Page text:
U.S.-based Treasury funds attract most new cash since February: Lipper
- Wall Street gains, helped by oil, economic data
- Twitter (TWTR) 'Takeover Money' Moves On as 'Trump Money' Moves In
- Buy Any Seasonal Market Weakness Ahead of Year End Rally - Oppenheimer (SPY)
- Unusual 11 Mid-Day Movers 12/5: (NVCN) (BCEI) (MEMP) Higher; (GTXI) (CERC) (HDSN) Lower
- Oil hits 16-month high in buying rush after OPEC agreement
Get instant alerts when news breaks on your stocks. Claim your 2-week free trial to StreetInsider Premium here.
By Sam Forgione and Jennifer Ablan
NEW YORK (Reuters) - Investors poured $1 billion into U.S. Treasury funds in the week ended Sept. 21, the funds' biggest inflows since mid-February, as the Federal Reserve left interest rates unchanged, data from Thomson Reuters' Lipper service showed on Thursday.
Investors also committed $758 million to international and global debt funds, the funds' biggest inflows since late July.
Treasury funds and other taxable portfolios benefited from the Fed's decision this week.
"Fed held pat with no interest rate hikes - providing at least a short reprieve from normalizing interest rates - and there was some concern this week with economics: August retail sales declined for the first month in five and that weekly jobless claims rose slightly to 260,000," said Tom Roseen, head of research services at Thomson Reuters Lipper.
Overall, U.S.-based taxable bond funds attracted $5 billion of inflows over the weekly period, their biggest inflow in six weeks, Lipper data show.
Stock funds posted $3.4 billion in outflows, their fifth straight week of investor withdrawals. Within that category, U.S.-based stock mutual funds posted $2.1 billion of cash withdrawals and stock ETFs posted $1.4 billion of net outflows.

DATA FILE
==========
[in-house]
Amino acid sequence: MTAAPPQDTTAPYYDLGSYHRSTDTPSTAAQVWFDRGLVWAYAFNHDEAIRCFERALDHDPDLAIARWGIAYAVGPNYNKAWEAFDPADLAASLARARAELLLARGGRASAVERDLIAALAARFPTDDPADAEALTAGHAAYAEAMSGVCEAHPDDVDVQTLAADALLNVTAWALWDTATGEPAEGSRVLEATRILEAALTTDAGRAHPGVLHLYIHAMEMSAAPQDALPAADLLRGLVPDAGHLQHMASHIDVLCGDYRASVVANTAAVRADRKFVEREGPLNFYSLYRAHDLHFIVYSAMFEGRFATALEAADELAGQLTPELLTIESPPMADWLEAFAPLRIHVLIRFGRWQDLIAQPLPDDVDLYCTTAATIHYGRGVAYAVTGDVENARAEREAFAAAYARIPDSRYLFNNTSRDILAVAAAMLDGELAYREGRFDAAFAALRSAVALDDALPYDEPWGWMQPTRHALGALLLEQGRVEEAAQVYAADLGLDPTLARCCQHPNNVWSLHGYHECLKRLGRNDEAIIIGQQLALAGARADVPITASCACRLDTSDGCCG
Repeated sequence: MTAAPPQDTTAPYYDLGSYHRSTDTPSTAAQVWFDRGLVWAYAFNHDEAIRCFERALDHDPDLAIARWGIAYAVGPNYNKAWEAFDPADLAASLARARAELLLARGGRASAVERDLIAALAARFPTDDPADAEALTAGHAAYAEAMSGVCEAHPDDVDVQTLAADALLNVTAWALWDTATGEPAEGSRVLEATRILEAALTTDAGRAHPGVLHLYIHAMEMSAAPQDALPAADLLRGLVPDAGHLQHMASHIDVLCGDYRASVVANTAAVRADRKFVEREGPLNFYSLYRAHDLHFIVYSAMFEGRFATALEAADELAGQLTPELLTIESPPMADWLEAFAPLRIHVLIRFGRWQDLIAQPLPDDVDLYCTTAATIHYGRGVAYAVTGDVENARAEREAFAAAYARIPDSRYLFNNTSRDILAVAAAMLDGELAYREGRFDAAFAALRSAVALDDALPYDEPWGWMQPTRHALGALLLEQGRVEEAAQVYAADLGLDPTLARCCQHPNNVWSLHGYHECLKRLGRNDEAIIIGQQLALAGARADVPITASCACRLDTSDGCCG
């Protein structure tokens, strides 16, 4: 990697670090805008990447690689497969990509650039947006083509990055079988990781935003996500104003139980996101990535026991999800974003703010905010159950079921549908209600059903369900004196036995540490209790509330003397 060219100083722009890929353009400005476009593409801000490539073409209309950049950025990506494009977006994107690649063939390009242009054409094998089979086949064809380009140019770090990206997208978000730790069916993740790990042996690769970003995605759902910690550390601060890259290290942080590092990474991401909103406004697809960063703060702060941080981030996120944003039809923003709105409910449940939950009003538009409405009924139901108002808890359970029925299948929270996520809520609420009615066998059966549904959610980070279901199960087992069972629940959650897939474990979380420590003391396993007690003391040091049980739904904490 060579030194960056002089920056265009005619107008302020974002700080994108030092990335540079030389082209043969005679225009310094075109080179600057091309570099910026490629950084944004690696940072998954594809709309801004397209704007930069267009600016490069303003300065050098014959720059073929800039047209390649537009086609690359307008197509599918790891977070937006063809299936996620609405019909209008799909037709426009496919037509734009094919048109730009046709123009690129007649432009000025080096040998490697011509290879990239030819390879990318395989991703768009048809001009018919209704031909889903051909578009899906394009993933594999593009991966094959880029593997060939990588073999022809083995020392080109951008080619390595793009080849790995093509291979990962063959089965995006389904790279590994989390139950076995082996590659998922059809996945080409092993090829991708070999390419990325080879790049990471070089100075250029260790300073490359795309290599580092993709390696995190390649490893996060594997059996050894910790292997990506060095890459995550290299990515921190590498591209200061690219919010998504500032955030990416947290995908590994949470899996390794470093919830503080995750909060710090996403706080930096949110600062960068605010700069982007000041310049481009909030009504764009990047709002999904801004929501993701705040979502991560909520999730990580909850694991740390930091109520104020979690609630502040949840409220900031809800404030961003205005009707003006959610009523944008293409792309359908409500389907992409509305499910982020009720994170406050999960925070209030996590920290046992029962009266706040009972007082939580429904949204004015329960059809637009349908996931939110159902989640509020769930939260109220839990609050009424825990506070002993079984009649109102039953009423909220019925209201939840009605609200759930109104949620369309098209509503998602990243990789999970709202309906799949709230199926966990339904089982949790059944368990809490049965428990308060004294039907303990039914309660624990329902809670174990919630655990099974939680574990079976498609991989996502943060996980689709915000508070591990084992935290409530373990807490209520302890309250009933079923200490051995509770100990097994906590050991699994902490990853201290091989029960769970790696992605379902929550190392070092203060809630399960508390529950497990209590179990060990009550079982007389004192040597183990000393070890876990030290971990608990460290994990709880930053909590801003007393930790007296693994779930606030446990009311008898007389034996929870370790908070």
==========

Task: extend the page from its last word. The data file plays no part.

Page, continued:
"I think that equity investors are now focused on earnings season, which is just around the corner," Roseen said. "No pressure on interest rates, so yields aren't rising - bond prices aren’t dropping. This was a quasi-good sign for fixed-income investors... although rate hikes are just around the corner or so they seem."
On Wednesday, the Fed signaled that it will likely raise rates just once before year's end. It said in a statement that the U.S. job market has continued to strengthen and economic activity has picked up. But it noted that business investment remains soft and inflation too low and that it wants to see further improvement in the job market.
Investors also put money to work at into higher-quality fixed-income funds. U.S. investment-grade corporate bond funds attracted $2.1 billion of inflows, their 12th straight week of inflows, while junk bond funds posted $274 million of outflows.
U.S. money-market funds posted $17.1 billion of outflows over the weekly period, the sector's fourth straight week of outflows, Lipper said.
Appetite for shares overseas plunged.
U.S.-based funds that invest in Japanese stocks posted $62 million of outflows over the weekly period, their eighth straight week of cash withdrawals. U.S.-based European stock funds posted $751 million of outflows, extending their outflow streak since early June.
(Reporting by Sam Forgione and Jennifer Ablan; Editing by Leslie Adler and Diane Craft)
Serious News for Serious Traders! Try StreetInsider.com Premium Free!
You May Also Be Interested In
- Berkshire Hathaway (BRK-A) Book Value Could Be Boosted by $29B from Trump Tax Plan - Analyst
- Eurogroup agrees on short-term debt relief for Greece: France's Sapin
- New House labor committee chair questions need for unions